Cocktail Summer Camp at The Gladly: 200 Years of Whiskey Cocktails Passed in a Flash
Are you good at retaining information while consuming a formidable amount of alcohol? If so, then chances are you'd get a lot out of The Gladly's Summer Cocktail Camp, a series of bi-monthly cocktail classes featuring some of the Valley's top mixologists this summer.
Evie Carpenter Summer Cocktail Camp at The Gladly is an educational experience -- with a whole lot of booze.
Each booze-soaked camp features a different theme and at last Sunday's event, Chow Bella was invited to explore the history of whiskey cocktails with Travis Nass of Last Drop Bar at the Hermosa Inn. The class included demonstrations and recipes for four whiskey-based cocktails dating back as far as the late 1700s.
A few dozen attendees gathered around The Gladly's bar on Sunday afternoon to watch Nass mix and shake up the drinks while explaining the history behind each cocktail. After watching each demonstration, co-host and The Gladly mixologist Brian Goodwin passed out cocktails for the crowd to enjoy.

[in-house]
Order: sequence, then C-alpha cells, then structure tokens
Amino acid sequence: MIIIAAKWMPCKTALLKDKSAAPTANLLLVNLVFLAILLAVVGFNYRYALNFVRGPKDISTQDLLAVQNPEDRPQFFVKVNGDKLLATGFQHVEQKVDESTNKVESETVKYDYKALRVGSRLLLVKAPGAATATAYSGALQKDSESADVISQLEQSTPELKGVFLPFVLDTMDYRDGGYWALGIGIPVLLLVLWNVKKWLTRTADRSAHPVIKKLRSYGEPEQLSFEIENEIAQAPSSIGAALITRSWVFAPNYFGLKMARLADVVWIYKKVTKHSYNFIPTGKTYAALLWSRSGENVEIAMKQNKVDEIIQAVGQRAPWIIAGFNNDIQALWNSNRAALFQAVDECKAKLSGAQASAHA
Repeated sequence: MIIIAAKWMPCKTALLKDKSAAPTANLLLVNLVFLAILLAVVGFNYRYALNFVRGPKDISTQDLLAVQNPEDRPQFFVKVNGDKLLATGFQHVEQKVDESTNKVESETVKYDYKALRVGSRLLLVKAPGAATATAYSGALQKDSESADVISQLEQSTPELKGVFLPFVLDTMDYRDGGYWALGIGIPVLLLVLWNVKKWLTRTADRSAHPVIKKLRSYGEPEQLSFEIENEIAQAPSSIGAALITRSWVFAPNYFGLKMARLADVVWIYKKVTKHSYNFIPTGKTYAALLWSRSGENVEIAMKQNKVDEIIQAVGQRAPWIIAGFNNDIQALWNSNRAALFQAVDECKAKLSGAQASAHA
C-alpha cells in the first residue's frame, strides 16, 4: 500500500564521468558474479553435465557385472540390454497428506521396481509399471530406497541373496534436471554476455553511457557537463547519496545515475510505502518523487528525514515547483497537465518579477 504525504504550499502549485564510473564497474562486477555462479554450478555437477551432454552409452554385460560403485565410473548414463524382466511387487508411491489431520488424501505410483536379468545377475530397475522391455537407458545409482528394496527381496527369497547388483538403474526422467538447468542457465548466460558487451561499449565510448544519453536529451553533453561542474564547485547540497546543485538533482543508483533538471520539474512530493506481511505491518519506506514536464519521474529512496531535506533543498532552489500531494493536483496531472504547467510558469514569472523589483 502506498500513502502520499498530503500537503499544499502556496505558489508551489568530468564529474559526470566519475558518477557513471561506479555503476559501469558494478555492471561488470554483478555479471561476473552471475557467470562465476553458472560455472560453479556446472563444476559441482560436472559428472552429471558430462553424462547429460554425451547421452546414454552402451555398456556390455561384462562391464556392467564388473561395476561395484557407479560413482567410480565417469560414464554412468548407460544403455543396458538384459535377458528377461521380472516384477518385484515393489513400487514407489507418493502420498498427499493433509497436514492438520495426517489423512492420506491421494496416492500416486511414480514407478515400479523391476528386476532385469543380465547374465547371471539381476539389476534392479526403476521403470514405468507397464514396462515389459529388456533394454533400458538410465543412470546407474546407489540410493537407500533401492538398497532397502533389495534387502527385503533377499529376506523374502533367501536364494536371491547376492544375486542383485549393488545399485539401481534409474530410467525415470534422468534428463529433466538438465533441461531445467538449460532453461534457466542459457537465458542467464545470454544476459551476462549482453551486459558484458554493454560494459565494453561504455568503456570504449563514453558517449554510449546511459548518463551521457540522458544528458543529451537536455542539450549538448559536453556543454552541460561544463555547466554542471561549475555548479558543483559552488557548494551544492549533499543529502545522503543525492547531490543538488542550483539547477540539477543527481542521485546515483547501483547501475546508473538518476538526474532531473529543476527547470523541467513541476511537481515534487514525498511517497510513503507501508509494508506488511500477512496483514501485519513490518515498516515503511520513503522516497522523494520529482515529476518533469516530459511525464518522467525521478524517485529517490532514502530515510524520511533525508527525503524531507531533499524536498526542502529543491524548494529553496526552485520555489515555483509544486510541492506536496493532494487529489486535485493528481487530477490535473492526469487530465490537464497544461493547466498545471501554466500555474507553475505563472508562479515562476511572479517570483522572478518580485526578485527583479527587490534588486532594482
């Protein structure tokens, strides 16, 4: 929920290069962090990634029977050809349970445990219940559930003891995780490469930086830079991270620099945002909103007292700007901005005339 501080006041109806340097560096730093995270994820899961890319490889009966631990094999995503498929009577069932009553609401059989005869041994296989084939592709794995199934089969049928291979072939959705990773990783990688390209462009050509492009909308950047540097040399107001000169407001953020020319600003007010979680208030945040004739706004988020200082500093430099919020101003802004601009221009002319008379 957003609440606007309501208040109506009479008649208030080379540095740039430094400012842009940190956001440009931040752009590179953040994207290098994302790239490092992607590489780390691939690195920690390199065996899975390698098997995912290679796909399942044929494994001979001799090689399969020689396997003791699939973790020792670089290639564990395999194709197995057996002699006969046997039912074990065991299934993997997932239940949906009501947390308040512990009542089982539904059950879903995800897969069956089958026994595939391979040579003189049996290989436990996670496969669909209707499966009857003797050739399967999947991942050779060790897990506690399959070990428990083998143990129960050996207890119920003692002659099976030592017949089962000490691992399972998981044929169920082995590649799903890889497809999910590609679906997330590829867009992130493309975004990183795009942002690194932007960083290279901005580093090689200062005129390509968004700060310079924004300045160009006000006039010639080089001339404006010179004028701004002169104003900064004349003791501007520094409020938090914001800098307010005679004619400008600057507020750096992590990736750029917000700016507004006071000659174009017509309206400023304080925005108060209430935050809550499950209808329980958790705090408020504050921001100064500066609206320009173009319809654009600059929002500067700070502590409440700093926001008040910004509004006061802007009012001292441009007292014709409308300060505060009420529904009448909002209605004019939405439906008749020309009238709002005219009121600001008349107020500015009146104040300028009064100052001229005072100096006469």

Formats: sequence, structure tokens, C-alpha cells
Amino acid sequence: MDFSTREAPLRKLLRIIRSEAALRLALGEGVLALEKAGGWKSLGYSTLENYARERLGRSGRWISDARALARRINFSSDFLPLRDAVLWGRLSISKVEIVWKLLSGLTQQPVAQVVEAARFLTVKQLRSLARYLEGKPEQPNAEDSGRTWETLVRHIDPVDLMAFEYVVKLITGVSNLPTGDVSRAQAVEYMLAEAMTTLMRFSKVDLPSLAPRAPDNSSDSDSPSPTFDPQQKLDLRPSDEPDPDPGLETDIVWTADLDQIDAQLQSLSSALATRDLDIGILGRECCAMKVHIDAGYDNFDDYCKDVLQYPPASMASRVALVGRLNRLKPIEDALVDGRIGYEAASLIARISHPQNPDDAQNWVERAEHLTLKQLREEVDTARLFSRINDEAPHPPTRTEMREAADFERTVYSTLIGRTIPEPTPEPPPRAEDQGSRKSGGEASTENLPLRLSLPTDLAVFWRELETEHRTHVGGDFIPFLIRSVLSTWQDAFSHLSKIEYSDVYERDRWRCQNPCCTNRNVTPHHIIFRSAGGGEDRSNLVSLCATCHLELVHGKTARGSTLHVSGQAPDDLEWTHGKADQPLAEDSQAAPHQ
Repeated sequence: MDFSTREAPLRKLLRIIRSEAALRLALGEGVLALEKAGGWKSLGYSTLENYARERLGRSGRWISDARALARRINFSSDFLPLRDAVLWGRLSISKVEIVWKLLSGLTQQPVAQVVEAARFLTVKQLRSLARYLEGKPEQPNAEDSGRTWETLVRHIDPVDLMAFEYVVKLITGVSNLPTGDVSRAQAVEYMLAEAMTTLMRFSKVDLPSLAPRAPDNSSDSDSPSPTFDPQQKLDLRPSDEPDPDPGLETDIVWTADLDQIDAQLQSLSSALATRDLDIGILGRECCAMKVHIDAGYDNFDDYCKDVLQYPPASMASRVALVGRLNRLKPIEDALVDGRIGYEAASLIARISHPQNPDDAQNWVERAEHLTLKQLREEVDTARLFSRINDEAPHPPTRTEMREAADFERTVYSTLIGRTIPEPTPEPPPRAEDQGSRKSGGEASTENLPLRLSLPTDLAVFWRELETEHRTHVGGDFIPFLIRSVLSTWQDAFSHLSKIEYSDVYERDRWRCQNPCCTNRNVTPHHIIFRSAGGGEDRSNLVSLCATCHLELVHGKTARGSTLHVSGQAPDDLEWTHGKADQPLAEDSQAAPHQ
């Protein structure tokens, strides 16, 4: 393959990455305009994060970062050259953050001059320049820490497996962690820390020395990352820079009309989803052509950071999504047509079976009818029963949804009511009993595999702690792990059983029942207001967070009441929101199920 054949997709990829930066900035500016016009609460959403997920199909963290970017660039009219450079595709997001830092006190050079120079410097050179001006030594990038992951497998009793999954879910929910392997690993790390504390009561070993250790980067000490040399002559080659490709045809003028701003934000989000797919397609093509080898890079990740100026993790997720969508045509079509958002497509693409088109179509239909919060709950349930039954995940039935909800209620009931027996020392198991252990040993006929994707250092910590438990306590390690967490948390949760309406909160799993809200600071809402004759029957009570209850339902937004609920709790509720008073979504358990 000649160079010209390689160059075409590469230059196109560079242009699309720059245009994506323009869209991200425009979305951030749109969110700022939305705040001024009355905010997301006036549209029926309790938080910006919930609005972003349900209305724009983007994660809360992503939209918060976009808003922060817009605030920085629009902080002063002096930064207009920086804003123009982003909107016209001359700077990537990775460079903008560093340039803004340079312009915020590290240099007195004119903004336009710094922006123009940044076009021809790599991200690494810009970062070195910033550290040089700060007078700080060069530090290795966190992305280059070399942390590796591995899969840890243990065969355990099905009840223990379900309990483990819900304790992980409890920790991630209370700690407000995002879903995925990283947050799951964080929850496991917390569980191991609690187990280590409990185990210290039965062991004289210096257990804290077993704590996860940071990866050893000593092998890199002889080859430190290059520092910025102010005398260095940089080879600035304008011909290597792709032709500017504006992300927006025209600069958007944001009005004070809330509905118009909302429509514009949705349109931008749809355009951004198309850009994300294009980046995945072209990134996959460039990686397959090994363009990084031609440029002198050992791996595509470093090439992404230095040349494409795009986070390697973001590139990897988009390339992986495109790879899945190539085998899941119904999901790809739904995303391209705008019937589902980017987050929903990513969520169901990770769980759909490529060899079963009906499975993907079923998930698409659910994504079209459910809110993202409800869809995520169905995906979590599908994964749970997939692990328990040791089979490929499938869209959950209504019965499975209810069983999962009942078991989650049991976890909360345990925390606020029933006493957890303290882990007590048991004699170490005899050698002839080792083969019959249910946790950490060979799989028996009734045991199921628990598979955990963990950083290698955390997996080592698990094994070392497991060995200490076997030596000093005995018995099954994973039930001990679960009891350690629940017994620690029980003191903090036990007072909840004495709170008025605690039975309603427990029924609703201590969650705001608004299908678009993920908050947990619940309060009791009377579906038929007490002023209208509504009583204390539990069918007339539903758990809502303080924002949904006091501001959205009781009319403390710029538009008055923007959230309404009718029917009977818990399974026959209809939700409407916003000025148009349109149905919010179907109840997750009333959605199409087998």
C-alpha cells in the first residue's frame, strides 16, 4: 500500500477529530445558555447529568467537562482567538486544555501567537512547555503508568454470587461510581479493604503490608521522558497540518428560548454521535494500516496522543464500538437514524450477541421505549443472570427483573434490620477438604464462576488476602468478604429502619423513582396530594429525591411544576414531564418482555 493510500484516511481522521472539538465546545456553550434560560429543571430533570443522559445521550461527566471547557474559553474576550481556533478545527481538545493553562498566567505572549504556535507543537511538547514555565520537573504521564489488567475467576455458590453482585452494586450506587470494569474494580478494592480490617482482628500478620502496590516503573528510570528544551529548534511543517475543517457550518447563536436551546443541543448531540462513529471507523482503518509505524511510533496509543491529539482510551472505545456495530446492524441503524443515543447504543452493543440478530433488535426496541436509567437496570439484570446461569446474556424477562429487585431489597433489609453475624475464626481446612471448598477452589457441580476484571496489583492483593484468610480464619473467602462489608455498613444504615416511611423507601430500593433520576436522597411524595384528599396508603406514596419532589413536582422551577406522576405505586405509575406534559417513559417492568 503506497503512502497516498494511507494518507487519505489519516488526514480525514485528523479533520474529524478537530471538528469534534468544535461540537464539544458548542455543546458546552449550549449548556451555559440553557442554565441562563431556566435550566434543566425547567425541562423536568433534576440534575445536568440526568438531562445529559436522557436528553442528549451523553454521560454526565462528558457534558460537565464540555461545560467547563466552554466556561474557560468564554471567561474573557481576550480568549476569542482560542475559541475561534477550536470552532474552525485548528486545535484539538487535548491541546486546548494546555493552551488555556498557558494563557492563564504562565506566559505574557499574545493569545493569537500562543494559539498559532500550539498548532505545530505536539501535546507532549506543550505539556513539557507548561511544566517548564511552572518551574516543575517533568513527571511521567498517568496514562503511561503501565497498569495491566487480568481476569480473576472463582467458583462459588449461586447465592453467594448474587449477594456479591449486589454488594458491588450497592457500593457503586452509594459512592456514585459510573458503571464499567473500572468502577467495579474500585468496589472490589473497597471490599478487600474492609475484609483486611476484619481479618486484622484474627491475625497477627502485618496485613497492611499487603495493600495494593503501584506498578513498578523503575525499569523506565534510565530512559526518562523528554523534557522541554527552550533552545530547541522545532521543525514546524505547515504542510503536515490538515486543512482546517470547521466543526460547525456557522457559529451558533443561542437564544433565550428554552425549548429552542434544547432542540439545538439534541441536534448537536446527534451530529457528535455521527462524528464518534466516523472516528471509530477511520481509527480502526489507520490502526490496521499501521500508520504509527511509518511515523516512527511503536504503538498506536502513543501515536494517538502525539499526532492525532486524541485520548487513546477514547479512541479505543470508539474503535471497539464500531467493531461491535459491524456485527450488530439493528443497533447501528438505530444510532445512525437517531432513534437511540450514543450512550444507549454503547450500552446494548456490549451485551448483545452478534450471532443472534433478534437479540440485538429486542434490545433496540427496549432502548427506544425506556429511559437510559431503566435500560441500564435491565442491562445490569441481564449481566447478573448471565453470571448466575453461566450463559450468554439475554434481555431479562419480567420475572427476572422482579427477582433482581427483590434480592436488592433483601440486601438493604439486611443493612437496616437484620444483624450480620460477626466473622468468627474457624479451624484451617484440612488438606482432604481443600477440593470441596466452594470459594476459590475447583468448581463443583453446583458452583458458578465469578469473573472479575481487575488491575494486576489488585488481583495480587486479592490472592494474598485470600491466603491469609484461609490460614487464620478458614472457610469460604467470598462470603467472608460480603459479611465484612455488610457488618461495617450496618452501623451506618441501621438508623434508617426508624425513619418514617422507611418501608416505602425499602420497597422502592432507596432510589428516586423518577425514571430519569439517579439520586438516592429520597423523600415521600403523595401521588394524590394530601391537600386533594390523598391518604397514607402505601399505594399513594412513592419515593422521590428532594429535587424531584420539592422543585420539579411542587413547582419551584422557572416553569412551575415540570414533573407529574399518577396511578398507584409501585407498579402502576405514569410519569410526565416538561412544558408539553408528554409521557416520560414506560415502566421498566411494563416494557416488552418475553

Evie Carpenter Camp leader Travis Nass talks about the history of whiskey cocktails with the crowd.
The whiskey journey began with the oldest of the four drinks, a mint julep, which dates back to 1784. Nass' simple recipe included just two ingredients: whiskey (in this case, Builleit 10 year) and mint syrup. Nass explained that the mint julep was originally prescribed by doctors as a means for treating stomach illnesses.
Though a two ingredient drink might seem pretty straightforward to make, Nass shared a few of his tricks to taking your julep game to the next level. For example, he explained that lightly hitting fresh mint springs on the edge of the glass releases the herbs' essential oils directly into the cocktail -- as opposed to slapping them in your hand, which puts the oils on your palm. Another surprising tip: buy bags of crushed ice from Sonic to get the perfect consistency for a julep.
Lauren Saria A mint julep, made with whiskey and mint syrup, dates back to the late 1700s.